NASCAR vice president of competition Robin Pemberton also addressed the issue of eliminating the two-car tandem drafting that dominated the four restrictor-plate races in 2011 and was also evident in pre-season testing at Daytona last month, which has proven unpopular with fans.
In response, NASCAR has introduced new specifications for the cooling systems and aerodynamics of the Sprint Cup cars to try reduce two-car drafting.
“We know that the fans want to see more of the traditional style pack drafting, and so do we,” said Pemberton. “We won't be able to totally eliminate the two-car push. It will be a valuable tool that the teams will be able to use from time to time. However, we do believe that we've come up with a rules package that will help it be the exception rather than the norm.”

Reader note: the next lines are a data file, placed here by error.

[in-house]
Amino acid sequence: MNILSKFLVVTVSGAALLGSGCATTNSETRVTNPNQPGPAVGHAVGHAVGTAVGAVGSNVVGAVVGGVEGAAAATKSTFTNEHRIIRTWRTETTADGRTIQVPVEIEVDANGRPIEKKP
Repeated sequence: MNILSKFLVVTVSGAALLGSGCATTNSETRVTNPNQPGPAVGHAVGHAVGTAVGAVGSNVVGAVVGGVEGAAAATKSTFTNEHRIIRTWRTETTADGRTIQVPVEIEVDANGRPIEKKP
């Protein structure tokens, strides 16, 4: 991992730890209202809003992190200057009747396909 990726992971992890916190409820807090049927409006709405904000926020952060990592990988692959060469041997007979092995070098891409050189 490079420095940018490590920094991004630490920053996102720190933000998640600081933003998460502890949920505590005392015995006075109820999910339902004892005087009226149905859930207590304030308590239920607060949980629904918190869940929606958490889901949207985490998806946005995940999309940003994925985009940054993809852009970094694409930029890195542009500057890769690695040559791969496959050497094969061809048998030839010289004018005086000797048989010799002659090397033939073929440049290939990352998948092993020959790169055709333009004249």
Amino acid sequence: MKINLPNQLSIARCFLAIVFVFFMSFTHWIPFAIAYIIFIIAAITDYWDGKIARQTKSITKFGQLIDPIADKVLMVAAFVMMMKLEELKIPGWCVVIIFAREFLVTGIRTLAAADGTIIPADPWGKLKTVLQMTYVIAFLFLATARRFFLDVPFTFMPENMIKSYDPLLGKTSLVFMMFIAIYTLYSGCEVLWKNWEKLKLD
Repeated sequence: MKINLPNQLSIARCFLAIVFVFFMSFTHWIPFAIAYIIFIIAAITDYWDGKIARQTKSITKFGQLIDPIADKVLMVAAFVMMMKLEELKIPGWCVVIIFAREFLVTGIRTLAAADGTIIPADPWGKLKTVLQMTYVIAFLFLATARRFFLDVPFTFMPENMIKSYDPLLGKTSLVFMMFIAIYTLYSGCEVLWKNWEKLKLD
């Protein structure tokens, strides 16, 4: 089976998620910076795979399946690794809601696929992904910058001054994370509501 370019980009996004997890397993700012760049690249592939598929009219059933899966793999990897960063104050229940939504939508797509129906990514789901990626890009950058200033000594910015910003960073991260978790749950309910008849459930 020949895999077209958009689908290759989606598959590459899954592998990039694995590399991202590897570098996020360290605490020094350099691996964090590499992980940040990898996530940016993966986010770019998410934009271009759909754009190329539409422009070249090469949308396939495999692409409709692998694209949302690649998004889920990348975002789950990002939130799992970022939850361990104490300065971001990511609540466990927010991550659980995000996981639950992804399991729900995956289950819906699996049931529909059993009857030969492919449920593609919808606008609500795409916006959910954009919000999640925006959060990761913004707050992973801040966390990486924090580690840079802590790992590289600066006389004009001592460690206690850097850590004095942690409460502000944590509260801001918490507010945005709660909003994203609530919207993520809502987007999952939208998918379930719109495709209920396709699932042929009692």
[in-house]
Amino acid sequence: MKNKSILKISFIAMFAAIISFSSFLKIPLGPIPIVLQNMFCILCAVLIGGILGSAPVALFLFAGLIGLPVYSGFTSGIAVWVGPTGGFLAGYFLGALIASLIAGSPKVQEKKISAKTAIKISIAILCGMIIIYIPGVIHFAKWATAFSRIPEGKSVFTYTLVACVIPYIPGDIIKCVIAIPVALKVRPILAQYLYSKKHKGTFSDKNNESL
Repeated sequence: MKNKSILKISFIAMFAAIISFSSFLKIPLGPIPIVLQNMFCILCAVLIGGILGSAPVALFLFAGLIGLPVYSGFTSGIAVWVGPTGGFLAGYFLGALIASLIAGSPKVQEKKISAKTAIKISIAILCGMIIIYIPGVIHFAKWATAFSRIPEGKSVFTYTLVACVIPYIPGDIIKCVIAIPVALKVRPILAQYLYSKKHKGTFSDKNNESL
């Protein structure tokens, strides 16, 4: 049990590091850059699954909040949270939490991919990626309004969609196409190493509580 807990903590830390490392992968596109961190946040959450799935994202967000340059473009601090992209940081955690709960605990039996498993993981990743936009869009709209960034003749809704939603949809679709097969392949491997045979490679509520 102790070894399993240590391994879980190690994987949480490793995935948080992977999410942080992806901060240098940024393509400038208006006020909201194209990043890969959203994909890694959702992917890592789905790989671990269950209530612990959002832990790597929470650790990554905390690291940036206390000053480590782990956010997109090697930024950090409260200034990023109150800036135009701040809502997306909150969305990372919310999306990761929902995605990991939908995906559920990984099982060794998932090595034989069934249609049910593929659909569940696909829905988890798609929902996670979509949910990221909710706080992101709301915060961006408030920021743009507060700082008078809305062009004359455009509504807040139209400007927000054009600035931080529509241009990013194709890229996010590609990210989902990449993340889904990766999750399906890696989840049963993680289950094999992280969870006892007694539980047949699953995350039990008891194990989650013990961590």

Among the changes for the 2012 season France discussed was perhaps the biggest change to hit the sport since the introduction of the new Car of Tomorrow – the move to electronic fuel injection.
Beginning this season, the traditional four-barrel carburetor used in NASCAR for over six decades will be replaced in the Sprint Cup Series with EFI.
“Fuel injection excites the manufacturers,” said France. “It excites technology companies, and between that and the various things we're doing with the 2013, our expectation is the car manufacturers are going to increase their support for the teams, increase their activation, which is great for all of us, and they're excited to do that because they feel good about it.
“It's the next important step in making the cars and the track more like the production cars the fans drive every day. It also helps us with smart technology at just the right time.”